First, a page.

Before the mid-1970s, it wasn't at all uncommon for U.S. companies to engage in bribery and promote corruption overseas. After this realization, the Foreign Corrupt Practices Act of 1977 — an amendment to the Securities Exchange Act of 1934 — came into being in order to put a stop to this. It's intended to boost the anti-corruption provisions of the Exchange Act by keeping U.S. corporations and citizens from bribing overseas officials in order to further their business interest, but what does the FCPA actually prohibit?
What is prohibited by the FCPA?
The primary goal of the Foreign Corrupt Practices Act is to prohibit companies or their officers from influencing foreign government officials with money or rewards of monetary value. It makes it illegal to pay a person connected to a foreign government or international agency in order to get or keep a business.
A few things have to happen in order for an action to be considered a violation. The defendant must have used a means of interstate commerce, like the mail, internet, or telephone. They must have offered something of value to a foreign official, political candidate, or political party (It should be noted that, for the purposes of the FCPA, employees of state-owned businesses are considered foreign officials). The defendant knowingly intended to influence an official decision or secure an improper business advantage.
In addition to prohibiting bribes, the FCPA also mandates certain internal control and record keeping requirements for businesses. Every company listed on the U.S. Stock Exchange, or who has to file reports with the U.S. Securities and Exchange Commission, must maintain accurate records. This is designed to increase transparency, by making it more difficult for businesses to conceal illicit bribes in their records.
What isn't prohibited by the FCPA?
Payments that aren't considered bribes — those that are considered legal under local law — are exempt, as are business expenditures. Interestingly, grease payments intended to facilitate business are not prohibited.
How do bribes and grease payments differ?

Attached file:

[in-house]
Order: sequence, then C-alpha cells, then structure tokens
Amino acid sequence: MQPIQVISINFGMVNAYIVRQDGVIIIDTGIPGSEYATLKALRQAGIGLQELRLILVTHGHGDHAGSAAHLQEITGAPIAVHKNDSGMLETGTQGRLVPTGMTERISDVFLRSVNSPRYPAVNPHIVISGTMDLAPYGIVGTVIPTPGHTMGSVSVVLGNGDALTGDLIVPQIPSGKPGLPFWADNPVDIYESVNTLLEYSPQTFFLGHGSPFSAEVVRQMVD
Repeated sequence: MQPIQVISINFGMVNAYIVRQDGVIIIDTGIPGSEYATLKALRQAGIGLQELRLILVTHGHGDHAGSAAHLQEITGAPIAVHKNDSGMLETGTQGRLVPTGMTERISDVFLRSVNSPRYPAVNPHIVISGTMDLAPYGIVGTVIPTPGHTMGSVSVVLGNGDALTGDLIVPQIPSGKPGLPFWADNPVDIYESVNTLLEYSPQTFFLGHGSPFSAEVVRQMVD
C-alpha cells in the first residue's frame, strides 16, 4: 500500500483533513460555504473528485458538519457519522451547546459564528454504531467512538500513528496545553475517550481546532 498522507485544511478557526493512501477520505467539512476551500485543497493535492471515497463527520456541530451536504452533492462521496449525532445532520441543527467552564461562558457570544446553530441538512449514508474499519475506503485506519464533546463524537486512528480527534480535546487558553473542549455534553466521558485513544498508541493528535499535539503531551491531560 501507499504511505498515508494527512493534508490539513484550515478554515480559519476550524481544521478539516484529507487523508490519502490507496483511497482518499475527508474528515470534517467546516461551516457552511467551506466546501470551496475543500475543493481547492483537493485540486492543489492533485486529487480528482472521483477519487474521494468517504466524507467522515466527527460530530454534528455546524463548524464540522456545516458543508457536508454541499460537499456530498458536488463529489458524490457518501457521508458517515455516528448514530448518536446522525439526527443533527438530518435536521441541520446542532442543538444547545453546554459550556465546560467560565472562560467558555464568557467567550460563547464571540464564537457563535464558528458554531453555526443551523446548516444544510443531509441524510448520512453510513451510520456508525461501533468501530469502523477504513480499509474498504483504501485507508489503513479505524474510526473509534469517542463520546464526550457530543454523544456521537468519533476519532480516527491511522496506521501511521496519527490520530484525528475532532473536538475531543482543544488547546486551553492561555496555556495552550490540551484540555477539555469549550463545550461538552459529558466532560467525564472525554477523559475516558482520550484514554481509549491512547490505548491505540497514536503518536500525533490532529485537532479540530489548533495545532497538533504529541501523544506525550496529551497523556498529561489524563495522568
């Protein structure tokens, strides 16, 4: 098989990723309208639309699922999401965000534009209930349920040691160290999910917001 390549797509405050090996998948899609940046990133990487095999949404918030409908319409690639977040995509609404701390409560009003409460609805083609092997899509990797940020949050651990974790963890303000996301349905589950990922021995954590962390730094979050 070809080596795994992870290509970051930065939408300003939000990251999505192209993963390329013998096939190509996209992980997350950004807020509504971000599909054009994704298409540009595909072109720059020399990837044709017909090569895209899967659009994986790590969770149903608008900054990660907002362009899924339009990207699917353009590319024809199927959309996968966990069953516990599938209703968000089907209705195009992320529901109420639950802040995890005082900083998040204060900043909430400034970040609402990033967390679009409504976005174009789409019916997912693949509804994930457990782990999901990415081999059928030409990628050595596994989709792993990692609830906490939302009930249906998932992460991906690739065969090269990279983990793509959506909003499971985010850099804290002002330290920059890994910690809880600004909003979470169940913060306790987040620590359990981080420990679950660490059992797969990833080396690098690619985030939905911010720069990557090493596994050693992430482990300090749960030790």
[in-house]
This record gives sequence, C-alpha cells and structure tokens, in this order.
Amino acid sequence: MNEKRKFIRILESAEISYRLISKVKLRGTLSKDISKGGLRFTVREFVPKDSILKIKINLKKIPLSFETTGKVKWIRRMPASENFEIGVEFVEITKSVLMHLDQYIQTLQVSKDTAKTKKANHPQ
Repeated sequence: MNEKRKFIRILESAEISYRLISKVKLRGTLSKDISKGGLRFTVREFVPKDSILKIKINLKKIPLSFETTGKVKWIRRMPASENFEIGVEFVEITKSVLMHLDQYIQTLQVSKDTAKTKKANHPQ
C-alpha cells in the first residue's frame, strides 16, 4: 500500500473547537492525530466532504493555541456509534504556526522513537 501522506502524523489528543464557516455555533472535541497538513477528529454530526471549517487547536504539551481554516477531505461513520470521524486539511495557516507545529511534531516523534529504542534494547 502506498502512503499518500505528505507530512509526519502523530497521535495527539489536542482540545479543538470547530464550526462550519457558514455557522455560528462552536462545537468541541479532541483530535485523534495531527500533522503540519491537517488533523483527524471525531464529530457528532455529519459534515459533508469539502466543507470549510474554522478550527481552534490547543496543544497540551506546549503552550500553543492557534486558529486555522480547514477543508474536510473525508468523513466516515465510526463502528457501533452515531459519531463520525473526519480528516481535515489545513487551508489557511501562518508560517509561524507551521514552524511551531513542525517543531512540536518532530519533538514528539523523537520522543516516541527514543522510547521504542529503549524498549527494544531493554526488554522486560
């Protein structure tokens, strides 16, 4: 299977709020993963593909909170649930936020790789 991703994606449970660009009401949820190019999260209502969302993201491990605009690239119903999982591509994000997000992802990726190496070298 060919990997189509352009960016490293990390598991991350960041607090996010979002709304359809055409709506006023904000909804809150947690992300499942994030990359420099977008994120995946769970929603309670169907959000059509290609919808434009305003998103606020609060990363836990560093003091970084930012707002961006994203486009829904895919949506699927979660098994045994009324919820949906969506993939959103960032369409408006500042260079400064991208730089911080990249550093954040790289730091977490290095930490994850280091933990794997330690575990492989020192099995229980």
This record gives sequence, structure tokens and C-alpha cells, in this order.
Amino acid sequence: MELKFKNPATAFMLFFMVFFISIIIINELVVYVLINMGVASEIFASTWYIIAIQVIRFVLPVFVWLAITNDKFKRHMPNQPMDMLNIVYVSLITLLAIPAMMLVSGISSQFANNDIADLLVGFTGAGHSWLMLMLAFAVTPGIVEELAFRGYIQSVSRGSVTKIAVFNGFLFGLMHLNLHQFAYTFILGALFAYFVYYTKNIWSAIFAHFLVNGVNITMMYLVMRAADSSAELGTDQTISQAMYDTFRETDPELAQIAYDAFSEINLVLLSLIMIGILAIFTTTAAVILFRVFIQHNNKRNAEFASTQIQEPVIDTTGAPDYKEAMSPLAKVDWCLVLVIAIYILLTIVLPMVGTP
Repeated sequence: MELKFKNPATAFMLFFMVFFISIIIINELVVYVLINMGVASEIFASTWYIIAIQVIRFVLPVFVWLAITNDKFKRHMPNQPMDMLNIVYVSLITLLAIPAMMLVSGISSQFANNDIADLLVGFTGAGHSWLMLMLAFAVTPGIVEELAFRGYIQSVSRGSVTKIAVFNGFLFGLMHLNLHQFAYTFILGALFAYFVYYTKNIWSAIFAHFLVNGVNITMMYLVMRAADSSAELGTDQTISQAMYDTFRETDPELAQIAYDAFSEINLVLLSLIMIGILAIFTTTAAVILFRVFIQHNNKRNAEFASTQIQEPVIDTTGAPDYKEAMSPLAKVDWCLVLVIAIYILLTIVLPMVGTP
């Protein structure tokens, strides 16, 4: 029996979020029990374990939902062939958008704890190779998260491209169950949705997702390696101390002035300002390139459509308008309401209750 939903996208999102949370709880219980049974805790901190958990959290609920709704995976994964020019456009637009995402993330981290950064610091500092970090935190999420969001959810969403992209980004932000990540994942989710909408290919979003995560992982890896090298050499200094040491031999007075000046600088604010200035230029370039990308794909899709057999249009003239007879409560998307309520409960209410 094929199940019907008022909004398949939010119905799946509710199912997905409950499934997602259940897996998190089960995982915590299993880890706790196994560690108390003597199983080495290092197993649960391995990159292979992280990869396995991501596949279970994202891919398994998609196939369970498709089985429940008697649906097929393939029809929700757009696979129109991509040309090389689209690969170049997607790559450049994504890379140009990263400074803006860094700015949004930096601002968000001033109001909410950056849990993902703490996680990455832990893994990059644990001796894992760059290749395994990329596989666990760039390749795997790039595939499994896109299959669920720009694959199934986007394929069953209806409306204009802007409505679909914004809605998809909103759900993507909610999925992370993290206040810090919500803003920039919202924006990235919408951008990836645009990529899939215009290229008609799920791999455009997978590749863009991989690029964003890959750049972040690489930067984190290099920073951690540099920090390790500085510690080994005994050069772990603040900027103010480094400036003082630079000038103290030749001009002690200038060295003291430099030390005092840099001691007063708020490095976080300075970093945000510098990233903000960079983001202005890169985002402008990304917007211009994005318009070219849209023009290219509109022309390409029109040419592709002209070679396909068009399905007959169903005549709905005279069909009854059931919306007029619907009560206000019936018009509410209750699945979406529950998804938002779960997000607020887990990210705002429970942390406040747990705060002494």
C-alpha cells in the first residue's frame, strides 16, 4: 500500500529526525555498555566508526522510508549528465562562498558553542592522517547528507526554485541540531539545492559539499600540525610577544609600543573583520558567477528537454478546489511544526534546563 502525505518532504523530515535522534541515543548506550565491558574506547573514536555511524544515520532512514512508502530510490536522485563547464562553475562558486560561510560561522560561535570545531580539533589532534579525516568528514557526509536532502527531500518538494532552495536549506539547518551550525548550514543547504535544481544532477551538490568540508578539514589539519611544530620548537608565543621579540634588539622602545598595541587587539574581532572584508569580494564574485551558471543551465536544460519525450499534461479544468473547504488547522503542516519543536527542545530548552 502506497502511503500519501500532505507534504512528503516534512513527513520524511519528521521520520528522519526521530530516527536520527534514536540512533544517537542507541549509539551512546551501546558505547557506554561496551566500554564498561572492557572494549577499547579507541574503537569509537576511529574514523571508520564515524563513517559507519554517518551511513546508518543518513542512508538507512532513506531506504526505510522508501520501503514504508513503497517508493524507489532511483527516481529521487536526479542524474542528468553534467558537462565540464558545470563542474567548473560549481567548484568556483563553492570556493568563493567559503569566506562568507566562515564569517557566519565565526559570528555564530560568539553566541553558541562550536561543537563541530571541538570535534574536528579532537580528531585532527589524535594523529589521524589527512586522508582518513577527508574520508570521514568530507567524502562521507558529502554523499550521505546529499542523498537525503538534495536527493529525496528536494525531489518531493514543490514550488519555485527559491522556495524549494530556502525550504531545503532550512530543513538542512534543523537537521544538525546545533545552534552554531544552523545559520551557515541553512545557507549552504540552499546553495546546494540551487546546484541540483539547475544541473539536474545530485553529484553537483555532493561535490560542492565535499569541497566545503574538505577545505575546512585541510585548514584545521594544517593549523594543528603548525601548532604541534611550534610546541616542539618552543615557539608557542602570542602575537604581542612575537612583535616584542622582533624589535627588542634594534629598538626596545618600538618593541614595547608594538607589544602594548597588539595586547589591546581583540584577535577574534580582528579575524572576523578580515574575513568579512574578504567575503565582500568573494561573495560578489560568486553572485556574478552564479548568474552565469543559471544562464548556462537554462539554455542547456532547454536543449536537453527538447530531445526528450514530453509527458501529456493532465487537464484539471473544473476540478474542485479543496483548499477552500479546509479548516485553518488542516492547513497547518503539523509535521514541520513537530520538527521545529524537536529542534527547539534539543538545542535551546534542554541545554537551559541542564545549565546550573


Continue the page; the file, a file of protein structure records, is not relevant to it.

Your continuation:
Bribes are intended to influence a foreign official's decision. If money changes the outcome of a decision, it's a bribe. Grease payments don't change the outcome of a decision, they just make the outcome happen faster. Grease payments may also be used to secure certain things, like police protection. In these instances, the intent behind the payment affects its legality. If it's intended to make a foreign official act in a business' favor, it's illegal. If it's intended to make an action happen more quickly, it isn't.
Who does the FCPA apply to?
Every U.S. business, public or private, that conducts business overseas is subject to the law. The FCPA applies to any business incorporated in the U.S., any foreign or domestic business that has its primary place of business within the U.S., and any individual that is a U.S. citizen, national, or resident, regardless of whether they are within the U.S. at the time of the act. Following amendments made in 1998, the law also applies to foreign firms and individuals if they are in the U.S. at the time of the act. The FCPA is not intended to prosecute foreign officials for accepting bribes, though there are other statutes that may be used to do so.
What happens if a business or person violates the FCPA?
The U.S. Department of Justice and Securities and Exchange Commission are responsible for FCPA enforcement. If a violation occurs, the SEC can bring civil charges, and the DOJ can bring both criminal and civil charges. Both companies and individuals may have to surrender the advantages they received from the bribe, as well as pay significant fines and prejudgment interest.
For example, in January of 2020, the SEC fined European aircraft manufacturer Airbus for paying bribes to foreign officials in order to secure aircraft orders and other business advantages. The company eventually agreed to pay as part of a settlement with authorities in the U.S., U.K., and France. In the end, the fines totaled a massive $3.9 billion.
How can companies stay FCPA compliant?
Companies can stay compliant by following the record keeping and internal control requirements of the FCPA, by fully and completely recording all transactions that they engage in. Intent matters — if a payment is highlighted as a potential violation, it will be necessary to prove that it was not intended to secure a business advantage or influence an official decision.
What is the current administration's opinion on the FCPA?
At the moment, the Trump administration intends to limit the scope of the FCPA in the belief that it is disadvantageous for U.S. businesses. It's doubtful that this would actually gain ground in Congress, as the law is generally considered helpful in limiting corrupt business practices and helping global trade. Many other countries have modeled their anti-bribery laws after it, so it's uncertain whether limiting the FCPA would actually reduce the number of prosecutions for bribery.
The Foreign Corrupt Practices Act helps keep companies from securing improper benefits for themselves, and from contributing to corruption within a foreign government. While the penalties for a violation can be very stiff, staying compliant is relatively easy – maintain good record keeping, keep stringent internal controls, and understand the difference between a grease payment and an illegal bribe, all things that are good business practices in themselves.
If your company or organization is facing litigation pertaining to an alleged violation of the FCPA — or the U.K. Bribery Act — you should contact Roman. Roman’s attorneys and financial forensic experts operate nationally and internationally to gather evidence that will support your defense. To request a consultation contact Roman by calling us at 800.422.9032 or by sending us an email.